“A private equity investment could provide the equity and the sight screen to enable that steep investment,” she said. “And I heard Phil Fernandez talk about this capability of putting marketers in the strategic sweet spot for CEOs in all industries, which would put Marketo in the strategic sweet spot for the CIO/CMO alignment. Marketo is behind other marketing tech companies in the relationship game with both CIOs and CMOs. However, an acquisition by a company that has those relationships would render that weakness historical.” 

Cindy Zhou, vice president and principal analyst covering digital marketing and sales effectiveness for Constellation Research, said if the merger’s done properly, she expects full customer journey insight integrating digital to physical. 

“This has been clunky in the past so Cvent, Mediaocean (Vista portfolio members) all have a roll,” Zhou said. “This is part of the growing influence of CMOs in the budget process.”

Worth the Dough?

Vista has offered to pay Marketo 6.5 times its 2016 consensus revenue estimate of $272.4 million.

CMSWire Contributing Author Robert DeFrancesco, managing editor at Tech-Stock Prospector, called that an “interesting takeaway.” Marketo, he pointed out, is expected to grow at 29.8 percent.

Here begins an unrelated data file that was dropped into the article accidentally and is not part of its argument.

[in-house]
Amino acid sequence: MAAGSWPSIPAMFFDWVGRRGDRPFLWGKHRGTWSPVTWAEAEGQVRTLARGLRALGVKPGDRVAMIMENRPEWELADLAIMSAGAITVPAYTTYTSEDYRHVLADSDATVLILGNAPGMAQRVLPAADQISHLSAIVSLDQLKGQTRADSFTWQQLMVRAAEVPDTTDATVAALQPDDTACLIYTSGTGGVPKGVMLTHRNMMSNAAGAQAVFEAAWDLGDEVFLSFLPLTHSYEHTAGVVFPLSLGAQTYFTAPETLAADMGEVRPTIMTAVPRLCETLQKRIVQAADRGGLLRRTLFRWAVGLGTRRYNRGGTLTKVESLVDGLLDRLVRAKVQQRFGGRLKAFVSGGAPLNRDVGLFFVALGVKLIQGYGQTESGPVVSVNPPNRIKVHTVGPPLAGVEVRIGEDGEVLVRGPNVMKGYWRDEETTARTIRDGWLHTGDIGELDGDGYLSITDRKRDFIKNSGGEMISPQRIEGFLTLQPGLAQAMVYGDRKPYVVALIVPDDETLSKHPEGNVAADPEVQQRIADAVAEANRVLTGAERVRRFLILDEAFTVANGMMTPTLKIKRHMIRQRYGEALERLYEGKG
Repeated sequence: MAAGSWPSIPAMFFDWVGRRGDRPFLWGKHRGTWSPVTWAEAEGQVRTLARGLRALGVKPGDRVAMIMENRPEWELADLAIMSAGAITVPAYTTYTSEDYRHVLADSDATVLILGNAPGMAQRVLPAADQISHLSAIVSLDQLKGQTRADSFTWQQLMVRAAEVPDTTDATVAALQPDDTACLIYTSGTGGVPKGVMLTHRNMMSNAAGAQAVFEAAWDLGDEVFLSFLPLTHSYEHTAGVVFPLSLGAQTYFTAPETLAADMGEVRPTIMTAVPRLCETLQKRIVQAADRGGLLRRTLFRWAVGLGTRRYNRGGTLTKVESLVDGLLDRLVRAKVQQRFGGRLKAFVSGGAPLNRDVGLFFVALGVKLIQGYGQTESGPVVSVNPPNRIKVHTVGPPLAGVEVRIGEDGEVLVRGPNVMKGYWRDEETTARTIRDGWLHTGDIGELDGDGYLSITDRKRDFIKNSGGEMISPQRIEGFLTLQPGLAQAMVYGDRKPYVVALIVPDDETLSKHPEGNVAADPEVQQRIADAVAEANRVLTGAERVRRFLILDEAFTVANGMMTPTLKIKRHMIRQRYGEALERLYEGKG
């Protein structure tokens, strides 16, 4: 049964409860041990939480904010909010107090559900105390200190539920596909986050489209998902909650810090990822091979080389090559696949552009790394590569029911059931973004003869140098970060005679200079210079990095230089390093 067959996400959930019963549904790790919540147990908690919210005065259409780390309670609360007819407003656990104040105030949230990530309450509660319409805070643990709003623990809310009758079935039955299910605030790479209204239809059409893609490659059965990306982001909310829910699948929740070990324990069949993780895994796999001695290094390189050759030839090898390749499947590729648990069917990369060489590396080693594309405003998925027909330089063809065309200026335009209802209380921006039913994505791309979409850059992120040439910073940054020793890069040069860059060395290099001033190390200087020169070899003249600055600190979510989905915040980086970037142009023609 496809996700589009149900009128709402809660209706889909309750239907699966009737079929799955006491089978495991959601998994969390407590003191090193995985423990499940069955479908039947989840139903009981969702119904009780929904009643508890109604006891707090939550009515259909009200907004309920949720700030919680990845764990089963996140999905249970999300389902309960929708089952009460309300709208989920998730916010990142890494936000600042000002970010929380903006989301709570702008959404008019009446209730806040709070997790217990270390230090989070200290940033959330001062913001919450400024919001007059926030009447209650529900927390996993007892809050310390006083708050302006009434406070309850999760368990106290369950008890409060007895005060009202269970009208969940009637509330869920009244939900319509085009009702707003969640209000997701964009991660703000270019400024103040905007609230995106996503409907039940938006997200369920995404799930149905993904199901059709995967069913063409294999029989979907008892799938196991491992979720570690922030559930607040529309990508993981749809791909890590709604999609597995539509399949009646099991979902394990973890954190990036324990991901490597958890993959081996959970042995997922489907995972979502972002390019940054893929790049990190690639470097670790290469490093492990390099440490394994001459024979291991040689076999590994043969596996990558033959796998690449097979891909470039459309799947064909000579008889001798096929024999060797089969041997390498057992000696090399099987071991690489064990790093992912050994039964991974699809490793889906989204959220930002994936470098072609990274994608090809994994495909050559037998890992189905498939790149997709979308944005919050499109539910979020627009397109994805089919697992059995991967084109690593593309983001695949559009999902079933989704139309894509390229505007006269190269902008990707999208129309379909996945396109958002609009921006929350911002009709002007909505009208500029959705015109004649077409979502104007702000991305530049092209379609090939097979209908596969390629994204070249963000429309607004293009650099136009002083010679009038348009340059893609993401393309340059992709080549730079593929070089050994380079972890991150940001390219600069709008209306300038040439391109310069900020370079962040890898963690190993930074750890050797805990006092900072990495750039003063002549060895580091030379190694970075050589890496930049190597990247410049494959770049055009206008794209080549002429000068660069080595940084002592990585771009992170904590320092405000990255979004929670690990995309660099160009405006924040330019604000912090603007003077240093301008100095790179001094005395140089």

HubSpot, a Marketo marketing automation competitor out of Cambridge, Mass., trades at 6.3 times its 2016 consensus revenue estimate of $259 million, with expected growth of 42 percent. 

“HubSpot now looks cheap relative to Marketo’s buyout valuation,” DeFrancesco said, “especially because its growth rate is 1.4 times that of Marketo. HubSpot focuses more on smaller customers, so that could be one reason for the valuation discrepancy. But you can't argue with the higher top-line growth rate.”

Alex Zukin, managing director and senior research analyst in the software sector for Piper Jaffray, told CMSWire during the Marketo customer conference that Microsoft or SAP would be likely buyers. Zukin yesterday said the price point of the pending Vista acquisition makes sense and is in-line with the range his team discussed originally.